Re: pigments for gum and PDN

From: Katharine Thayer ^lt;[email protected]>
Date: 06/11/05-04:04:16 AM Z
Message-id: <>


I'm making slow progress but so far my observations may back you up
somewhat (but not entirely) on the idea of different curves for
different pigments. I found that starting with the same curve and same
exposure time (2 minutes) for all, the reds and yellows that I have done
have developed in 20 minutes and similarly well-stepped, although I
don't have enough data to say definitely that I don't see a difference
between reds and yellows. But I do see a definite difference between the
reds-yellows and the blue (I'm only using pthalo so far to simplify
comparisons between reds and between yellows). With the pthalo, I
haven't been able to get the two darkest "steps" to differentiate, even
with 2-day development. No doubt a curve that adds more negative density
for the shadows could help that. (I tried cutting exposure to 1.5
minutes but that was underexposed; I lost the lightest "step" in about 5
minutes of development.)

But my sense is also that there's too much pthalo in the pthalo. I
wouldn't have thought til this week that you could get too much color
without staining, but now I'm thinking that it is so (based on not only
this but on the way the colors work on top of each other). This is more
pthalo than I would ordinarily use with my intuitive-by-eye mixing
method, but I was trying to standardize the colors as much as possible
by using each color absolutely as saturated as I could get it (I've done
this by putting more color into the gum, printing, putting more color
in, printing, til I didn't see any difference in the depth of the
printed color between two printings).

Which brings me to recall Dave Rose's comment of a while back: why are
we messing around with paints, when dry pigment would be so much easier
to standardize? While I think these experiments are useful at the stage
where we are now, (any data are better than no data) I think eventually
they must be redone with dry pigment in order to be able to draw any
general conclusions from them.

I am still trying to get my mind around how different curves for
different pigments would work for tricolor, so am anxious to see what
you discover in the end. I can see how if the pigment/gum ratio is too
high, a curve that adds more density in the shadows could help hold
back some of that excess color, as with my example with pthalo above, so
that the darkest gradatiions will develop more quickly. But if the
pigment/gum ratio was too low, I don't see how a curve could help with
that. And if one was using a weak or unsaturated pigment that couldn't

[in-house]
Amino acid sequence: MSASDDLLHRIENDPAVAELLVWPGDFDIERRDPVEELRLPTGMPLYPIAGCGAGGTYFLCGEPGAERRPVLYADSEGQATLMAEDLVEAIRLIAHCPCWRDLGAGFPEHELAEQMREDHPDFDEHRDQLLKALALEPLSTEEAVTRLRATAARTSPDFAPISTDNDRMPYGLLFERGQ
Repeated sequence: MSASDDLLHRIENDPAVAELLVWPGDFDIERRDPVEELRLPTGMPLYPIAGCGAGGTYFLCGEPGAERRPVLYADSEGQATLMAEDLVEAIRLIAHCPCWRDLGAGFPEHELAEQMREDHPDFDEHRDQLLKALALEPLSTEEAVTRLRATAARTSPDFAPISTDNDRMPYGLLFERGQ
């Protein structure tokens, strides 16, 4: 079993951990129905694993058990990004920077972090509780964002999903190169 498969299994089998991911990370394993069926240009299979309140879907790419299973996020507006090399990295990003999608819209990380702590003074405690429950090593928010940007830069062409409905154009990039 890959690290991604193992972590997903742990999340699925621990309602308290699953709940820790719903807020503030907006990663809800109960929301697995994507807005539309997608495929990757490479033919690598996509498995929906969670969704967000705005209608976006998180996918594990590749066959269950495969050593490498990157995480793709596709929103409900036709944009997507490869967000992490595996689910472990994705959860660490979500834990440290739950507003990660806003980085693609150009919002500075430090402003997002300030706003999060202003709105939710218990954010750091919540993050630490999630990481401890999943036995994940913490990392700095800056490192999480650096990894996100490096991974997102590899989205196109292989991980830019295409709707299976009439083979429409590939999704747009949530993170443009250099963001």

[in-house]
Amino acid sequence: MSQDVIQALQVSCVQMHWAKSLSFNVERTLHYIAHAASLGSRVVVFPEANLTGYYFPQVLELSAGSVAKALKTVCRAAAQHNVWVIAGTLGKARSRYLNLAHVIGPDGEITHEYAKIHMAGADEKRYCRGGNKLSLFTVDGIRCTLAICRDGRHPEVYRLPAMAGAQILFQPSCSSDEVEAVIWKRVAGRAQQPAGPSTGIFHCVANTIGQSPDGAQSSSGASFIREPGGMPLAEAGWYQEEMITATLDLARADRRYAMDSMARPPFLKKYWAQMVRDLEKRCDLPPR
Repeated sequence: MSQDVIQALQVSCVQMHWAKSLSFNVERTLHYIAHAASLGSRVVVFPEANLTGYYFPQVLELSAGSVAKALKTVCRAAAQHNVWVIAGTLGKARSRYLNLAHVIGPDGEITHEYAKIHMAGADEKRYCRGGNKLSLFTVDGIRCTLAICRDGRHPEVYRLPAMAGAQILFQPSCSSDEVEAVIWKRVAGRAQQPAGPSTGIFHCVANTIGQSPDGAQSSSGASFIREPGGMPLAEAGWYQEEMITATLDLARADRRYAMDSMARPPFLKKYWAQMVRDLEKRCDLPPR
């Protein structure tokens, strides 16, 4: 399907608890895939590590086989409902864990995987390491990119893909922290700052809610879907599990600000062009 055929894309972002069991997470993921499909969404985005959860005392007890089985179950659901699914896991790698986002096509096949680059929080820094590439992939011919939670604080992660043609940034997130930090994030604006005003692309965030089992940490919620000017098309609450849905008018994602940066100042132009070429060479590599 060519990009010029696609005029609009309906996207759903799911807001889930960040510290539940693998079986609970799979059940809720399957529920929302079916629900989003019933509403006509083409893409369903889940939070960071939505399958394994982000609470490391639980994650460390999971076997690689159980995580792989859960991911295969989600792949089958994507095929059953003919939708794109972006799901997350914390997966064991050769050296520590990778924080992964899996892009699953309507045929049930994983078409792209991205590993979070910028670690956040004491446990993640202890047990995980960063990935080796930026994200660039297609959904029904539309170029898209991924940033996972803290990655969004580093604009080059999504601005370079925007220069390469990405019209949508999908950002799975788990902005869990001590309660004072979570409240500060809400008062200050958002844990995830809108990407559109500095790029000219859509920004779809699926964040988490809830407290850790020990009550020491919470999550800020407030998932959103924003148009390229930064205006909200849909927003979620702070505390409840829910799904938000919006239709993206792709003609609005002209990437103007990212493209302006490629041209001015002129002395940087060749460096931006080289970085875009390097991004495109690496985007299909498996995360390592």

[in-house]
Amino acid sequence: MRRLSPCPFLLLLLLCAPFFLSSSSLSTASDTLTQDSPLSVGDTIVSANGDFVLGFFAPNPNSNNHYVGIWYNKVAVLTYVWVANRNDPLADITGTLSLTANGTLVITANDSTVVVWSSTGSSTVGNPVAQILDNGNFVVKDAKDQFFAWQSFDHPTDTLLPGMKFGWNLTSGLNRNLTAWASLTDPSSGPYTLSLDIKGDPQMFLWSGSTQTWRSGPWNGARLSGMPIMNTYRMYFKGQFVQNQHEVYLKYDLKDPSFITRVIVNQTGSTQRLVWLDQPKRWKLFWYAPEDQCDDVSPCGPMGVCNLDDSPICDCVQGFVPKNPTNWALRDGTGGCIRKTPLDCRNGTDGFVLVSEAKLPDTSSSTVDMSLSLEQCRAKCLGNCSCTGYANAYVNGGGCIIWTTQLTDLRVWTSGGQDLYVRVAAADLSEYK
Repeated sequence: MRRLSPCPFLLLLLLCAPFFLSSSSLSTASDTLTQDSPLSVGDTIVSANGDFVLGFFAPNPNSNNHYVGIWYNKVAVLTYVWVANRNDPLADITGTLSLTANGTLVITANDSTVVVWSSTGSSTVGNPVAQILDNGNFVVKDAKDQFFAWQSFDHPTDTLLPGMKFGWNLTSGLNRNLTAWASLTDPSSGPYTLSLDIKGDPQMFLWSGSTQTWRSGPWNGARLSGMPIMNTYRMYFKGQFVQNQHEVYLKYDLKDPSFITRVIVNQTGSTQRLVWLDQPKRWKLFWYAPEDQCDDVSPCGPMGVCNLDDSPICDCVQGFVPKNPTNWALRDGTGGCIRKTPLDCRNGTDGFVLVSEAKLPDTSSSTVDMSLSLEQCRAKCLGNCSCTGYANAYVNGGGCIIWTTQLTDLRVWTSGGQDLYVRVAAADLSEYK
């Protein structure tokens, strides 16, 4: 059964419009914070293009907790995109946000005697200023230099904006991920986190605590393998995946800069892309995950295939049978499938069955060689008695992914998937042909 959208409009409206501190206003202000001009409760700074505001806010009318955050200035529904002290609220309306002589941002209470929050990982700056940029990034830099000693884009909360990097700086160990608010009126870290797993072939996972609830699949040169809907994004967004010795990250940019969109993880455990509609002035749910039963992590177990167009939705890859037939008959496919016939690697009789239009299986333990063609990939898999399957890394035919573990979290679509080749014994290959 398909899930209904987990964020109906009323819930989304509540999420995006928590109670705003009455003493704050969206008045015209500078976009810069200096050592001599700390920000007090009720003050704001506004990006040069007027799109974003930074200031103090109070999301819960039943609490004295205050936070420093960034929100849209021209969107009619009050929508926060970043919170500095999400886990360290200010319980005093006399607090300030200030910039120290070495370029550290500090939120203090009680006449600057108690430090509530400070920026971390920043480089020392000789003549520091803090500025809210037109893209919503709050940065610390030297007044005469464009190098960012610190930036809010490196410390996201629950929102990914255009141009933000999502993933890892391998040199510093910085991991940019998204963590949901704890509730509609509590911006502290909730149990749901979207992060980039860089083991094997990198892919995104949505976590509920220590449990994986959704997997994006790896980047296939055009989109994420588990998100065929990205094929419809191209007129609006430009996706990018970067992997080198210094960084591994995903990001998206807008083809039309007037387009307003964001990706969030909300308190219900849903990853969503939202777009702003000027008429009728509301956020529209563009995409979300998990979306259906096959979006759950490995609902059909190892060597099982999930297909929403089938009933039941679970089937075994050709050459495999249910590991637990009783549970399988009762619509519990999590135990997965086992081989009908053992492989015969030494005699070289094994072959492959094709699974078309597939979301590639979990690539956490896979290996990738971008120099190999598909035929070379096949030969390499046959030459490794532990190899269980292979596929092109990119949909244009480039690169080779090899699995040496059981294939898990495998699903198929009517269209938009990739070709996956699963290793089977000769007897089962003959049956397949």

hold its own with the other colors, I don't quite see how a curve could
help that either. But I'm open to persuasion with data, of course.

> I've finished the cyano coats (Fab Artistico Traditional White Cold Press
> ONLY because I have run out of AEW hot pressed sized paper)

Sorry, what's AEW paper?


and found one
> thing for sure--this paper requires a 15 minute exposure instead of a
> comparable 6 minute exposure on Platine, and Platine is a more gorgeous
> thalo. Side by side, the PDN curve wins over my old curve. First layer
> only, though and two more to go.

> Chris
> ----- Original Message -----
> From: "Kees Brandenburg" <>
> To: <>
> Sent: Saturday, June 11, 2005 6:12 AM
> Subject: Re: pigments for gum and PDN
> > Hello Chris
> > Did you make your curves from a one coat gumprint? As the tonal range
> > gets longer with more coats curves might be more accurate when measured
> > and calculated after more than one coat (i.e. with your usual/preferred
> > number of coats). Never tried it though.
> >
> > At what point do the curves for the individual colors differ?
> >
> > -kees
> >
> >> Today I print a side by side gum my old way (one curve for all three
> >> layers, black ink only neg on Photo Warehouse film)and then with all
> >> three layers done with their own color and curves (PDN method, colorized
> >> negs with 3 separate curves and 3 separate printing times, no black ink,
> >> Pictorico film), to see if there is a benefit with gum this way or not.
> >> I have no clue. I am going to predict that gum is such a variable
> >> process that it does not matter, being able to take care of these
> >> variables through development and by eye, but I'd love to be proven
> >> wrong. I know with cyano, silver, palladium and solarplate the PDN
> >> system works like a charm. I also know that at the least I have learned
> >> lots more about how gum and color respond by doing it.
> >
> >
> >
Received on Sat Jun 11 10:59:39 2005

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